Do I Need An Air Permit?

When evaluating a new project many factors are involved in determining if you need an air permit or a modification of an existing permit. Following is an attempt to lay out the necessary steps to evaluate when looking to construct a new site or make changes at an existing site.

Existing site:

  1. Does the site have an existing air permit?
  2. If yes, you may have to revise permit. If no, you may have to apply for a permit.
  3. Is the change an exact replacement in kind for existing equipment? If yes, no permit change should be required.
  4. If no, will the change result in any increase of any emissions of any pollutant or result in emissions of new pollutants not currently emitted. If the answer is yes a permit/ permit modification may be required.
  5. Does the change meet any of the listed exempt activities listed in the state regulations?
  6. If not does the change meet the requirements for insignificant activities in the state regulations?
  7. If the project is not a replacement in kind, an exempt source, or if it meets the definition of an insignificant activity, then you will have to proceed to a permit/ permit modification.
  8. You will need to have an exact emission inventory for the change in pounds/tons per year. Typical pollutants are NOx, SO2, particulate, VOC, and HAPs (hazardous air pollutants listed at 40 CFR 63). Note: for new projects the emission numbers have to be calculated as potentials to emit. This means emissions before any control device. When determining which permit track you must take you must look at the incremental potential to emit, not actual emissions.
  9. Does your change in emissions exceed 10 TPY of any one HAP, 25 TPY of total HAPs, or the threshold of any of the conventional pollutants NOx (40 TPY), SO2 (40 TPY), particulate (25 TPY), or VOCs (40 TPY)? (Note if you are in a non-attainment area you may have lower thresholds for the conventional pollutants depending on the degree of non-attainment). If you exceed any of these thresholds, your project will be a major modification and will require further evaluation as noted below. If no, proceed to item 10.
  10. If your site is currently not a major source (see thresholds in item 9), will this project added to current permitted emissions put your site over the threshold? If yes, this project will be a major modification. If not, your project will be a minor modification and will require you to submit a permit application to the state.
  11. If your project is a major modification, then you will have to evaluate whether you are subject to Title V, PSD, NSPS, and MACT requirements. These are very complex rules and I recommend that you get a consultant involved to help sort out the requirements and complete the permit application.    

Before beginning any project, you need to have your current site emissions (need a complete site emission inventory) and then the exact emissions change of the pending project. In some cases there may actually be a net reduction in emissions but if there are changes to any emission control equipment (even just changes in operating parameters), or installation of new equipment, then a permit modification will be required. You will need the current emissions and the future potential emissions from the change to walk through the above process.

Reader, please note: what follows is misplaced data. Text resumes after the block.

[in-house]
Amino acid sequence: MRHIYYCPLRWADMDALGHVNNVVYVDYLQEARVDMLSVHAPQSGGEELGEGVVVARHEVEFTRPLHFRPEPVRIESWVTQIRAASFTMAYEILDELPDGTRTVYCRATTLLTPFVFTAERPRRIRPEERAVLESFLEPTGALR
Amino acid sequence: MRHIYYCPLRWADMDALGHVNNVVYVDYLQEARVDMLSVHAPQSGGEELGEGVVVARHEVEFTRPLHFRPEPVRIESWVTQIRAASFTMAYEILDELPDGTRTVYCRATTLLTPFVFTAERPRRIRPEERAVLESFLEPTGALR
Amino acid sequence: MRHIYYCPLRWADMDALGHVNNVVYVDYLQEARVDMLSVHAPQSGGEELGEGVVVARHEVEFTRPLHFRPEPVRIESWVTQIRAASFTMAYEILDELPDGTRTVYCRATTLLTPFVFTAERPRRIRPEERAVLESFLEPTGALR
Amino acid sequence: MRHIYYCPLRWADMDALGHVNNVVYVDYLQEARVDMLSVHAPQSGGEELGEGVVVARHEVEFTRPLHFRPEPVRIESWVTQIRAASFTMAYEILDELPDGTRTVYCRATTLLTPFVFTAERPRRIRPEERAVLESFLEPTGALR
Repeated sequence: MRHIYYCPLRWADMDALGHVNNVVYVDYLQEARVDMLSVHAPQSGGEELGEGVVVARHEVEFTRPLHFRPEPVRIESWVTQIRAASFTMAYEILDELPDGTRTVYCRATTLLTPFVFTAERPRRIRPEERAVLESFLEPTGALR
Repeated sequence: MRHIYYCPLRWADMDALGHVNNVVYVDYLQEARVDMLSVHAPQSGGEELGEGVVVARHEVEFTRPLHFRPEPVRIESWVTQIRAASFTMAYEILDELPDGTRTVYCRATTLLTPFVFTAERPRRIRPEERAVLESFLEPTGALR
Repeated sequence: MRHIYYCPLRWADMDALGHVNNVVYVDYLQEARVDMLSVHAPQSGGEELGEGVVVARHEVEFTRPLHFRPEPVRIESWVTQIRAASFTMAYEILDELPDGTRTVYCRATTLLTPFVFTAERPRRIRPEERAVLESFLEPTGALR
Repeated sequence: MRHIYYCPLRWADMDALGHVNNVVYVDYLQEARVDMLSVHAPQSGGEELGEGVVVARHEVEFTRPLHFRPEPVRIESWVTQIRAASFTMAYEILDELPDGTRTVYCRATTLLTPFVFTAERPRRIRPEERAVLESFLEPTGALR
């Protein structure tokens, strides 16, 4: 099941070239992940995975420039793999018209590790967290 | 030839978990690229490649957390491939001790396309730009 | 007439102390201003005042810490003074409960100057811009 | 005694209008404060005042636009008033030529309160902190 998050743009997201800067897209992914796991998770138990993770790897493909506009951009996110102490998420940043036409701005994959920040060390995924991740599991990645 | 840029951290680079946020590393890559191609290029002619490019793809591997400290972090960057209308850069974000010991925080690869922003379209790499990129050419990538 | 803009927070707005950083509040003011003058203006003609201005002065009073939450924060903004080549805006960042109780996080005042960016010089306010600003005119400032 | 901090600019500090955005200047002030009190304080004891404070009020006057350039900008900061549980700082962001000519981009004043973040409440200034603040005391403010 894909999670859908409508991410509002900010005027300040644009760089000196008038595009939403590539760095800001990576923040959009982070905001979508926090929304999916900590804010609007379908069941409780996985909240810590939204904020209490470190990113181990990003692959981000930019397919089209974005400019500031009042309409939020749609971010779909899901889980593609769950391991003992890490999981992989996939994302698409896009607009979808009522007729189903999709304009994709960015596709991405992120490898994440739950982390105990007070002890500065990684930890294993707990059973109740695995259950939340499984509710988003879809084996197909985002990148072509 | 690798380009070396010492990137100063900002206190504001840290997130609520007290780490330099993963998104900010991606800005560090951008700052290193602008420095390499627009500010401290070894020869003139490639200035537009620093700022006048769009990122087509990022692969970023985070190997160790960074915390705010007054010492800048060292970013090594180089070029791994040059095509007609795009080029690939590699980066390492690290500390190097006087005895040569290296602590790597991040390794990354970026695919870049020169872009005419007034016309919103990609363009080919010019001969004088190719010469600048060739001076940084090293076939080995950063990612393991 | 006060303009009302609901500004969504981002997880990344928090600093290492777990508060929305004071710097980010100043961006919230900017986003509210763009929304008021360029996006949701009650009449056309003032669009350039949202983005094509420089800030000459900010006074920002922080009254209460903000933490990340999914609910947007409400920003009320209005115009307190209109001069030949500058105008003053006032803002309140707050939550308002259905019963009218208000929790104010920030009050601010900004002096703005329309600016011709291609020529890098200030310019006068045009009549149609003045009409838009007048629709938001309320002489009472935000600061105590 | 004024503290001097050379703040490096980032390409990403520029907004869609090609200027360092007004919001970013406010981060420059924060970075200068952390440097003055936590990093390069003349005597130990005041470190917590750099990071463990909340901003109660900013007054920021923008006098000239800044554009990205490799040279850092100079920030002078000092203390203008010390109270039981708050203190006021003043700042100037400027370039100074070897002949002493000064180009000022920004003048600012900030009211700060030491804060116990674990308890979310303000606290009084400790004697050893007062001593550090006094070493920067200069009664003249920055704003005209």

New Sites or Facilities:

  1. Is the facility more than a warehouse or laboratory facility? If yes, in other words a manufacturing process, a permit may be required.
  2. Does the facility meet one of listed exempt activities in the state regulations?
  3. If not, does it meet one of the insignificant activities listed in state regulations?
  4. If no, a permit will be required.
  5. You will need to have an exact emission inventory for the change in pounds/tons per year. Typical pollutants are NOx, SO2, particulate, VOC, and HAPs (hazardous air pollutants listed at 40 CFR 63). Note: for new projects the emission numbers have to be calculated as potentials to emit. This means emissions before any control device. When determining which permit track you must take you must look at the incremental potential to emit, not actual emissions.
  6. Does the project result in an increase in emissions that exceed 10 TPY of any one HAP, 25 TPY of total HAPs, or the threshold of any of the conventional pollutants NOx (40 TPY), SO2 (40 TPY), particulate (25 TPY), or VOCs (40 TPY)?  Note: if you are in a non-attainment area you may have lower thresholds for the conventional pollutants depending on the degree of non-attainment. If you exceed any of these thresholds, your project will be a major modification and will require further evaluation as noted below. If no, a construction/air permit application will have to be filed with the state.
  7. If yes, your project is a major modification, and you will have to evaluate whether you are subject to Title V, PSD, NSPS, and MACT requirements. These are very complex rules and I recommend that you get a consultant involved to help sort out the requirements and complete the permit application(s).

Note that for new projects, air emission calculations are based on potential to emit. This means emissions prior to any control device. You will compare those numbers with the thresholds listed in item 6 above. Note that there are other pollutants listed in the regulations such as CO, CO2, H2S, Lead, etc. that also have thresholds that will have to be evaluated if the project will emit those substances.

Authored by Danny Henderson

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